Georgia Johnson was well recognized by her poems in The Heart of a Woman, published in 1918. She explores meaningful themes for women during The Harlem Renaissance such as isolation, loneliness, pain, love and the role of being a woman during this time.
The Heart of a Woman
By Georgia Douglas Johnson
The heart of a woman goes forth with the dawn,
As a lone bird, soft winging, so restlessly on,
Afar o’er life’s turrets and vales does it roam
In the wake of those echoes the heart calls home.
The heart of a woman falls back with the night,
And enters some alien cage in its plight,
And tries to forget it has dreamed of the stars
While it breaks, breaks, breaks on the sheltering bars.
Georgia Blanche Douglas Camp Johnson, better known as Georgia Douglas Johnson, was an African-American poet, one of the earliest African-American female playwrights, and an important participant in the Harlem Renaissance.
Johnson was born in Atlanta, Georgia, to parents of African American, Native American, and English descent. She graduated from Atlanta University Normal College and studied music at the Oberlin Conservatory and the Cleveland College of Music. After graduation, she taught and worked as an assistant principal. In 1910 she moved with her husband to Washington, D.C.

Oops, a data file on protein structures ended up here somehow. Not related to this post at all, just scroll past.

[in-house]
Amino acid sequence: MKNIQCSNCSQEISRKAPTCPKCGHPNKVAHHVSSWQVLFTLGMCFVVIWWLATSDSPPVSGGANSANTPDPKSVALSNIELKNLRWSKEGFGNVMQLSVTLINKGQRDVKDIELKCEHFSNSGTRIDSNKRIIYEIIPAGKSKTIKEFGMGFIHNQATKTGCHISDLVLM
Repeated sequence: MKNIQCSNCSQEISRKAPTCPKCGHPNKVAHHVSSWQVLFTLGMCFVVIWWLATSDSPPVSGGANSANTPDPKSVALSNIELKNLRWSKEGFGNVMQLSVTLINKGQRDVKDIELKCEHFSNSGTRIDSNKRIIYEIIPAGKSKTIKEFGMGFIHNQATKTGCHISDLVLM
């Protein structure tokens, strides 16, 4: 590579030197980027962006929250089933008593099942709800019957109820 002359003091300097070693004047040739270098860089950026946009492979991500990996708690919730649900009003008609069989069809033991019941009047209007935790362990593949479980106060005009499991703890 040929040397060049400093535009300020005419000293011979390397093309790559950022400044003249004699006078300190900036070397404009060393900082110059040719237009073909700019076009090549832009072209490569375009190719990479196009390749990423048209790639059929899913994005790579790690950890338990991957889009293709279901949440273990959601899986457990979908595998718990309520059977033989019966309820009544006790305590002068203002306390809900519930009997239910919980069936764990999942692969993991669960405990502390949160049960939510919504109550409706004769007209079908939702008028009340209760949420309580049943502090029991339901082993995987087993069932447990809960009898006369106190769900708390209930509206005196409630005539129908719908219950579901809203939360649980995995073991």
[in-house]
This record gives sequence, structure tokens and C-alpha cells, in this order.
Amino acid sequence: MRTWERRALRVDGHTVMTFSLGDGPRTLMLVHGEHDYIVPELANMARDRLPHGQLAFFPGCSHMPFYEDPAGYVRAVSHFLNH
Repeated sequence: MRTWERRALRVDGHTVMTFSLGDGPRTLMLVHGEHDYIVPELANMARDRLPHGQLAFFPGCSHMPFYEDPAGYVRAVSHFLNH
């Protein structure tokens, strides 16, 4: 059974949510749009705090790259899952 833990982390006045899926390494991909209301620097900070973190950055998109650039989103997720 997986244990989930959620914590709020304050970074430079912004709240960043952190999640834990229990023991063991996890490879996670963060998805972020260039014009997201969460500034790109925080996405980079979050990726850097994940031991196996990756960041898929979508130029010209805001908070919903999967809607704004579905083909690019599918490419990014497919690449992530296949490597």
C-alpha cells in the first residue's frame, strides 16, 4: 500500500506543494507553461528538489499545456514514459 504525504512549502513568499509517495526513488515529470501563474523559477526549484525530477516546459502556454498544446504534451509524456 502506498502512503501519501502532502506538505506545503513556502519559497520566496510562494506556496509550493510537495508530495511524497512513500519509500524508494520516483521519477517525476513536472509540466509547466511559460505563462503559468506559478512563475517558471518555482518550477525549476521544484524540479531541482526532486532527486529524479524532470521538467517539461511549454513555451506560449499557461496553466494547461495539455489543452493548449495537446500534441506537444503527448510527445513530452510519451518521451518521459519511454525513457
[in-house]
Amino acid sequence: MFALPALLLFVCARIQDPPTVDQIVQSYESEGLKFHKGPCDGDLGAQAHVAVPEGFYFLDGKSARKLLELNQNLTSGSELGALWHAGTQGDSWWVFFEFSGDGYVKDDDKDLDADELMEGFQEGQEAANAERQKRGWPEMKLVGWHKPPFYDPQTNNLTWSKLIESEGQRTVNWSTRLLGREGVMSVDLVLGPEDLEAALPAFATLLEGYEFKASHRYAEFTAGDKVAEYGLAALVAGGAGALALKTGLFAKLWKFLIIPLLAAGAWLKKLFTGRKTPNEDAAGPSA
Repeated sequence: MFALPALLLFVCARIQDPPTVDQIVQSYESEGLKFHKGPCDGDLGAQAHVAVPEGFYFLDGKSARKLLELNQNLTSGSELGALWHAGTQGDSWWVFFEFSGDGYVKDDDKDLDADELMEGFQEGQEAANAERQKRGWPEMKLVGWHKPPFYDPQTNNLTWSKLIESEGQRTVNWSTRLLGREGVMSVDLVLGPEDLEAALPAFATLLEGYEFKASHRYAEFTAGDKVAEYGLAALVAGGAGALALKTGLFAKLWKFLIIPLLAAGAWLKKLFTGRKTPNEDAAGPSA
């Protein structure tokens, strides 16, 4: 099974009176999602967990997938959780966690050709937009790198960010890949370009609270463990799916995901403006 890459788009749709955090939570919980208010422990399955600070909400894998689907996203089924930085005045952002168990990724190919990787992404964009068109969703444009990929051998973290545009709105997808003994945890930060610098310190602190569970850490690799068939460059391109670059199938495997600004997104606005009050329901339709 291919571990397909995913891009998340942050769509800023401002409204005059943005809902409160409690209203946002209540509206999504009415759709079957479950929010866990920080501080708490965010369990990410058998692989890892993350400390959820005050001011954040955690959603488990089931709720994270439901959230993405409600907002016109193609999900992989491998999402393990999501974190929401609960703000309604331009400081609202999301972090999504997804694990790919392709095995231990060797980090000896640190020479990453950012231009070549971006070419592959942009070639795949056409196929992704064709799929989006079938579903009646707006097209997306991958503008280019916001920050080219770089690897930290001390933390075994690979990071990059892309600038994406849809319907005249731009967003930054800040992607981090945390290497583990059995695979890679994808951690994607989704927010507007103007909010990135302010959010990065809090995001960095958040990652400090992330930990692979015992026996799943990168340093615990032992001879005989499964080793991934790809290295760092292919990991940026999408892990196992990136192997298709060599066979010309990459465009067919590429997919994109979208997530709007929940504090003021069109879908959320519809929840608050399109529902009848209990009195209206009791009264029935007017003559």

Johnson began to submit poems to newspapers and small magazines. Her first poem was published in 1905 in the literary journal The Voice of the Negro, though her first collection of poems was not published until 1916. She published four volumes of poetry, beginning in 1916 with The Heart of a Woman. Her poems are often described as feminine and “ladylike” or “raceless” and use titles such a “Faith”, “Youth”, and “Joy”. Her poems appeared in multiple issues of The Crisis, a journal published by the NAACP and founded by W. E. B. Du Bois.